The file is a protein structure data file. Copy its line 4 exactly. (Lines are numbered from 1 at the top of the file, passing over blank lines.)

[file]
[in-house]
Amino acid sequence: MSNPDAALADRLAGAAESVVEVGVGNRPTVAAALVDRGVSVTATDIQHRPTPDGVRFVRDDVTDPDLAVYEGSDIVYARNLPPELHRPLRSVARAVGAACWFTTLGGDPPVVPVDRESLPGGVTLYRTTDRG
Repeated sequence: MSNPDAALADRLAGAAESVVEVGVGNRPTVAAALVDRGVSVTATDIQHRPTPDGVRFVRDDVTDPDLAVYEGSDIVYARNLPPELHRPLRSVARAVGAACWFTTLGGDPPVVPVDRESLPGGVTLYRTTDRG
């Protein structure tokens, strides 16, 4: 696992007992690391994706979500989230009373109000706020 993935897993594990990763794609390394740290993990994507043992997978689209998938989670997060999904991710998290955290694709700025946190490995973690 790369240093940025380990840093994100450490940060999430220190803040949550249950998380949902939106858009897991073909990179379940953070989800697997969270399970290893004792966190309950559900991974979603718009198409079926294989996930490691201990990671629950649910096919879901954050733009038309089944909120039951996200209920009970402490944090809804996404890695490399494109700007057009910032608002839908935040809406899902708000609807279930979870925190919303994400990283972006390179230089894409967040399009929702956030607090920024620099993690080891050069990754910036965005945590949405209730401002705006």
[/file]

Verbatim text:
């Protein structure tokens, strides 16, 4: 696992007992690391994706979500989230009373109000706020 993935897993594990990763794609390394740290993990994507043992997978689209998938989670997060999904991710998290955290694709700025946190490995973690 790369240093940025380990840093994100450490940060999430220190803040949550249950998380949902939106858009897991073909990179379940953070989800697997969270399970290893004792966190309950559900991974979603718009198409079926294989996930490691201990990671629950649910096919879901954050733009038309089944909120039951996200209920009970402490944090809804996404890695490399494109700007057009910032608002839908935040809406899902708000609807279930979870925190919303994400990283972006390179230089894409967040399009929702956030607090920024620099993690080891050069990754910036965005945590949405209730401002705006």